We wanted to make a special dinner but couldn't decide what to cook and resorted to wandering wandering around the St. Lawrence market looking for inspiration.  The market is usually a rich source of inspiration (I like to eavesdrop on my fellow shoppers and then steal their ideas) but Saturday the well was running dry.  We were on the verge of giving up and eating Tim Horton's doughnuts for dinner when T-Moo stumbled across a big bushel of wild leeks (aka ramps) and we had a starting point.  They're local and wild so we decided to cook a meal of quintessentially Canadian ingredients to celebrate.  After some quick market foraging we settled on venison with a wild berry sauce on top of wild rice salad with sauteed ramps and roast candy beets.  Short of a 2-4 of Labatt and a bowl of poutine, there may be no more Canadian meal.

2 venison chops (you may only need one for two people if the deer was big)
4-6 small candy or rainbow beets
1 bunch ramps, cleaned
2 cups light to medium stock (duck and chicken work well)
1/2 pint blueberries
1/4 pint blackberries
3 dried balck mission figs, chopped
2 shallots, diced
1 clove garlic, diced
2 tbsp butter
1 tsp honey
1 tsp balsamic vinegar
Wild rice salad ingredients

The beets and wild rice salad take by far the longest to cook so start with them (either or both can be made the day before).  For the beets, chop off the greens (you can reserve them for a salad), wrap in foil and roast in a 350F oven for 30-40 minutes until fork tender.  Remove from oven and let cool, loosely covered.  When cool, the skin of the beets should simply slough off in your fingers.  See here for wild rice salad instructions.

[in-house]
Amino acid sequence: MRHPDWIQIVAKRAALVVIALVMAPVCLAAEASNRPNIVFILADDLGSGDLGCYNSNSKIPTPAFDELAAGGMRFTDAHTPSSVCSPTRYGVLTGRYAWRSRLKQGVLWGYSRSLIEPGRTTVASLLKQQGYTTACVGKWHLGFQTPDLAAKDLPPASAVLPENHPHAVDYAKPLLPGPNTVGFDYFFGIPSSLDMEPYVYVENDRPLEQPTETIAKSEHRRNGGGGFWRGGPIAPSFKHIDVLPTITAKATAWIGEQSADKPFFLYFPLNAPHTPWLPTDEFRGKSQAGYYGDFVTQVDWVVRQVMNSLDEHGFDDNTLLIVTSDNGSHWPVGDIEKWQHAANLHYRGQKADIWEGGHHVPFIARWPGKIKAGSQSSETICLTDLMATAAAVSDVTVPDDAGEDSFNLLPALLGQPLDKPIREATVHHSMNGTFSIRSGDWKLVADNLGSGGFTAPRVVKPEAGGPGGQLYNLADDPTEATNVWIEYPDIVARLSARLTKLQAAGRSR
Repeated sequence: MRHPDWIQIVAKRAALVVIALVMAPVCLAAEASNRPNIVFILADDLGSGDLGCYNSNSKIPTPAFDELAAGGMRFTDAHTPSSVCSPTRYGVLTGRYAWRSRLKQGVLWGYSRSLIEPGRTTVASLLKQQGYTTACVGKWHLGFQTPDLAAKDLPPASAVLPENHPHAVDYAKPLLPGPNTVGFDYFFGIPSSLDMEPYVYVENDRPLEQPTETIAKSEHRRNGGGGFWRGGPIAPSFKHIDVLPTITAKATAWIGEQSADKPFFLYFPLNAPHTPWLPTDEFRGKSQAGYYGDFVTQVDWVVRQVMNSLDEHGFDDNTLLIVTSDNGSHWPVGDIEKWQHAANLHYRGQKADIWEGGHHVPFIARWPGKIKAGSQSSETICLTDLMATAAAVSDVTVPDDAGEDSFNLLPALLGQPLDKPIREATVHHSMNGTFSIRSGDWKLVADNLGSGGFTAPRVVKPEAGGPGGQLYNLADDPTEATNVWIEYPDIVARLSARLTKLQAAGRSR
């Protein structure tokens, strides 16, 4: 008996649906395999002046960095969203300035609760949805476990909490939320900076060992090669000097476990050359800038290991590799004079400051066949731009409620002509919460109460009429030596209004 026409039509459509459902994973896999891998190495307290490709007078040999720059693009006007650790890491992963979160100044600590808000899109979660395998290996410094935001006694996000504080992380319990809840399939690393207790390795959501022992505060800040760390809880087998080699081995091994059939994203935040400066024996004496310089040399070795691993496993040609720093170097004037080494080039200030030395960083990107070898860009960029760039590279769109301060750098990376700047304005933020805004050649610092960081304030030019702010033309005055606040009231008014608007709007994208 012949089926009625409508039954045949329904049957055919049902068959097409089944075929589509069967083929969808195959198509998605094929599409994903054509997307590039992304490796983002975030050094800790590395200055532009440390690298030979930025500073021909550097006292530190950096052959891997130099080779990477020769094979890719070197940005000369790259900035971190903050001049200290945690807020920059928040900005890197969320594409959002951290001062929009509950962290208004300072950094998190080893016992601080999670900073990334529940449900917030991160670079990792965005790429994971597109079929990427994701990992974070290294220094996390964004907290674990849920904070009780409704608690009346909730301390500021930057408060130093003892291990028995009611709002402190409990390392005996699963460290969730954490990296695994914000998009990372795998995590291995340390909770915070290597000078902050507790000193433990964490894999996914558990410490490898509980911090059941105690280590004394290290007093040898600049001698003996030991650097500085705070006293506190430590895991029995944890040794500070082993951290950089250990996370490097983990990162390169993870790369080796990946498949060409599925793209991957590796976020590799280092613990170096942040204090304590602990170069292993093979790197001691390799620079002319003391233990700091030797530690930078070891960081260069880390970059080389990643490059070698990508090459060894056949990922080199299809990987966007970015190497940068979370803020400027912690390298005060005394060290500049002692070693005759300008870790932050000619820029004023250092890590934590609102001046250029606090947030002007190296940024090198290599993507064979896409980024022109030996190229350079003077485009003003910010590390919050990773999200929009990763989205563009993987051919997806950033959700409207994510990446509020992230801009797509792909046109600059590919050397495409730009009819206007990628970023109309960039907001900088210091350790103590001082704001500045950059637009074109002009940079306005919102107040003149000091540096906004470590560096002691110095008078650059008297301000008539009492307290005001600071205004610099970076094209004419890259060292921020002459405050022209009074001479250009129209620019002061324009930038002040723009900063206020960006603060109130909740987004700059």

In a large sauce pan, saute the shallots and garlic in 1/2 tbsp of butter until soft and fragrant.  Add the figs and berries and continue to cook until they start to burst.  Add the stock and simmer, covered for 20-30 minutes to allow the berries to stew and flavours to meld.  Strain the sauce, add honey and balsamic and reduce until sauce thickens.

There isn't much you can do to improve on venison so I don't try.  Rub each side with salt and pepper, grill in a hot pan for 2-4 minutes a side until the internal temperature reads 135F then remove and cover with foil to rest for 5 minutes.  If your steaks are particularly dense or thick, you can finish them in a 400F oven for 5-10 minutes until they reach temperature. If you're a hunter or have friends who are and can get wild venison then it will be gamier and denser than the farmed version but either way, it's delicious very high in protein and extremely lean.  Because of the variability in density it's hard to test venison for doneness by touch so I would recommend using a meat thermometer. 

The ramps take no time at all to cook. Saute them in a tablespoon of butter until soft, sprinkle with salt and serve along side the venison.